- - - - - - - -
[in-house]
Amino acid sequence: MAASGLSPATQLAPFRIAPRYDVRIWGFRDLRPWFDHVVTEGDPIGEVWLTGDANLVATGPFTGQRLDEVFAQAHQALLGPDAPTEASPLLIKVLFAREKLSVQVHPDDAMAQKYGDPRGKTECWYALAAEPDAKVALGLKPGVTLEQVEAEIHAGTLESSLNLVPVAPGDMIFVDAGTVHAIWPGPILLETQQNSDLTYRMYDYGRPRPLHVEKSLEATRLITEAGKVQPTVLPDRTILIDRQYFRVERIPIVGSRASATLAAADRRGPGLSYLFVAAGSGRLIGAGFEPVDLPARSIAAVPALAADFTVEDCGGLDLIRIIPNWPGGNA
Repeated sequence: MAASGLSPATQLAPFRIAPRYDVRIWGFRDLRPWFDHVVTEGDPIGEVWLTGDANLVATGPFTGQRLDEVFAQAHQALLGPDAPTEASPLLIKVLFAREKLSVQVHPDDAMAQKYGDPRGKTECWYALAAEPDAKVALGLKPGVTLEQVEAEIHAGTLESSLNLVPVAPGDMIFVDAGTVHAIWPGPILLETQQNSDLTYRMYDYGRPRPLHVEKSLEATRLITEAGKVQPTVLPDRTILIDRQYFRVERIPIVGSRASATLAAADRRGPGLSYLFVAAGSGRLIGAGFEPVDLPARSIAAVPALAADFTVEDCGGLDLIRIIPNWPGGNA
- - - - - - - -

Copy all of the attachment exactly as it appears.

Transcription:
[in-house]
Amino acid sequence: MAASGLSPATQLAPFRIAPRYDVRIWGFRDLRPWFDHVVTEGDPIGEVWLTGDANLVATGPFTGQRLDEVFAQAHQALLGPDAPTEASPLLIKVLFAREKLSVQVHPDDAMAQKYGDPRGKTECWYALAAEPDAKVALGLKPGVTLEQVEAEIHAGTLESSLNLVPVAPGDMIFVDAGTVHAIWPGPILLETQQNSDLTYRMYDYGRPRPLHVEKSLEATRLITEAGKVQPTVLPDRTILIDRQYFRVERIPIVGSRASATLAAADRRGPGLSYLFVAAGSGRLIGAGFEPVDLPARSIAAVPALAADFTVEDCGGLDLIRIIPNWPGGNA
Repeated sequence: MAASGLSPATQLAPFRIAPRYDVRIWGFRDLRPWFDHVVTEGDPIGEVWLTGDANLVATGPFTGQRLDEVFAQAHQALLGPDAPTEASPLLIKVLFAREKLSVQVHPDDAMAQKYGDPRGKTECWYALAAEPDAKVALGLKPGVTLEQVEAEIHAGTLESSLNLVPVAPGDMIFVDAGTVHAIWPGPILLETQQNSDLTYRMYDYGRPRPLHVEKSLEATRLITEAGKVQPTVLPDRTILIDRQYFRVERIPIVGSRASATLAAADRRGPGLSYLFVAAGSGRLIGAGFEPVDLPARSIAAVPALAADFTVEDCGGLDLIRIIPNWPGGNA